Canoes are the traditional mode of river travel in Alaska. The quiet and simplicity of Alaska river canoeing allows us to take in our surroundings slowly. Canoe trips offer the right speed, freedom and grace for navigating rivers like the Kokolik, and the legendary Yukon River. From Katmai National Park to the Gates of the Arctic and the Western Brooks Range, canoes are a great way to enjoy the wilderness.
What to Expect on an Alaska Canoe Trip
We have a fleet of 16 foot Norwegian made folding canoes and some inflatable canoes. Depending on the size of the group, there will be one or two Arctic Wild guides on each trip, though not in each boat.
On “travel days”, everyone works as a team to make and break camp and maneuver the canoes safely down the river. We plan all of our trips to maximize wildlife viewing and to provide ample time for leisurely picnic lunches, fishing and hiking. Our Alaska river canoe trips frequently include one, two, or three layover days, spent exploring, fishing, bird watching or just enjoying the solitude and silence.
Preparing for your Canoe Adventure
Our guides will provide canoeing instruction throughout the trip, so you do not need to be an expert paddler. Most of the paddling on our wilderness canoe trips is at a relaxed pace and no specific physical training is necessary, but being in decent shape physically will increase your overall enjoyment of the canoe trip. If you are interested in becoming a skilled canoeist prior to the trip, we are happy to arrange a course for you. Please contact us for details.
For the past several years, thousands of caribou have spent the first weeks of July at the Canning River delta. This year’s Canning River trip aims to combine world-class wilderness with a once in a lifetime wildlife spectacle. The trip will start in the majestic Brooks Range and paddle north to the Arctic Coast. There are never guarantees, but with any luck, caribou and other wildlife should be around every corner.
The Canning River is the largest river in the Arctic National Wildlife Refuge and many claim it is the most beautiful. The scenery is varied and enchanting. The river flows for over 130 miles through mountains and foothills, through the Coastal Plain, and finally to the Arctic Coast.
The clear water of the Canning begins amid some of the Brooks Range’s most jagged limestone mountains. The upper river is exceptionally rugged and severely beautiful. As the river flows seaward, it bounds the west end of three sub ranges of the Brooks Range, the prosaically named Third Range, the Shublik Mountains, and the Sadlerochit Mountains.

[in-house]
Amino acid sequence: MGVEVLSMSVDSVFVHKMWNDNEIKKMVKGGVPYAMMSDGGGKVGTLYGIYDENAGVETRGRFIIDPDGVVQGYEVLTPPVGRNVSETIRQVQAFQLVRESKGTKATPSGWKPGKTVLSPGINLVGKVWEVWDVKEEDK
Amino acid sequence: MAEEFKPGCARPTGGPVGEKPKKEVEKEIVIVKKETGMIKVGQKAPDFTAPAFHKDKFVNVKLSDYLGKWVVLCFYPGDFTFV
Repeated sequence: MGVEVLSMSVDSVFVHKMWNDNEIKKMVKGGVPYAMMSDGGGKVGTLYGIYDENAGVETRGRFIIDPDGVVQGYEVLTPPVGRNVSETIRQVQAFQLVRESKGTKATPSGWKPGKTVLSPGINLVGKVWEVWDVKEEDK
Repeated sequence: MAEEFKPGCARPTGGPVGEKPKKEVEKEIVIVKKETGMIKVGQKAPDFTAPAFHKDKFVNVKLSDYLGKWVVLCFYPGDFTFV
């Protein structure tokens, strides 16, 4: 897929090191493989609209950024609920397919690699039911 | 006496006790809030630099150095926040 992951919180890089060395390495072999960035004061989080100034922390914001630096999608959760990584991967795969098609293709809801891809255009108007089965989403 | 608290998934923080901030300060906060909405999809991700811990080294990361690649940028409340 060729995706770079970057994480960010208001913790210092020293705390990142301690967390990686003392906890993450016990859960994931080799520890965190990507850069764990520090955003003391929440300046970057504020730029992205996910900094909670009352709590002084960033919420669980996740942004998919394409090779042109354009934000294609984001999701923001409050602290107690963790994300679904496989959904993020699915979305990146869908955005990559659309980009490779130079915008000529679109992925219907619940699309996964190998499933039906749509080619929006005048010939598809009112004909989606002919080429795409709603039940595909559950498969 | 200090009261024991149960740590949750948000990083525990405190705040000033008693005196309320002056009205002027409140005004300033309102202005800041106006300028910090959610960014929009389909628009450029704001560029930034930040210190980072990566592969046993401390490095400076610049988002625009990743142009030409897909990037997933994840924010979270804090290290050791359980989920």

Early July is a great time to paddle the Canning River. Days will be long and the weather likely warm (for the arctic) leaving us to watch the varied wildlife in peace. We should see grizzly bears, wolves, arctic and red fox, Dall sheep, moose, caribou, musk oxen, wolverines, golden eagles and an abundance of waterfowl. Fishing for arctic grayling and arctic char can be good if the water levels are not too high. As we get towards the coast we can expect the temperatures to drop and the numbers of caribou to increase. Last July over 60,000 caribou aggregated on the Canning River delta for nearly a week.
The Arctic Coast is a rich and storied area. The Canning River delta is host to thousands of breeding birds each summer and there are numerous ancient and contemporary Eskimo sites along the coast. If conditions are right we can even take a walk on the sea ice, which usually remains near the shore until mid-July.
We’ll paddle about 90 miles of the Canning. This is a moderately difficult trip, not a “float”. We will have to paddle to get where we’re going, even though the current is always swift. There is no whitewater on the stretch we will be paddling, but there is often significant ice to avoid and the paddling is always engaging. As we approach the coast the weather will cool significantly and we may have to paddle against the wind.
What follows is a general flow of events. Expect the unexpected and prepare to be flexible.
Meet your guide(s) for a pre-trip meeting at 4pm in Fairbanks at Arctic Wild headquarters.
Fly from Fairbanks north, over the Yukon River and then into the spectacular Philip Smith Mountains, to our put-in on on the Canning River. We will set up camp and explore the nearly limitless wilderness.
On paddling days we will spend about five hours on the water, stopping for short walks and a delicious lunch en route. There will be three or four “layover days” where we will leave camp set up and will explore the area on foot. Guides will lead informal natural history hikes on moving days and on the layover days. The hiking is fantastic the entire length of the river and wildlife can be found at any time. Early in the trip the scenery is quite mountainous. As we descend the river the sky opens and the lands flattens. The coastal plain and especially the river delta is rich in bird life, some of the best in Arctic Alaska. The diversity of wildlife and landscapes is a great joy of the trip. We plan on spending the last full day of the trip at the Arctic Coast and we can hike down to the beach where there is an old Eskimo village.
Weather permitting, our pilot will arrive and fly us back across the Brooks Range to Fairbanks in time for a late dinner and a shower.
Round-trip airfare from Fairbanks
Food while in the wilderness, stoves, cooking & eating utensils
Boats, paddles, life jackets, safety & repair gear
Professional guide service
Personal clothing and gear per our equipment list
Fishing gear, and fishing license
Gratuity for guide(s)
Rental equipment is available through Arctic Wild.
Expect a variety of weather. July tends to be mild by arctic standards. Expect temperatures to range from in the 70’s down to freezing. Snow is always possible. Bugs could be an issue in the mountains and foothills so DEET and a head-net are highly recommended. Bring an extra warm layer for the coast.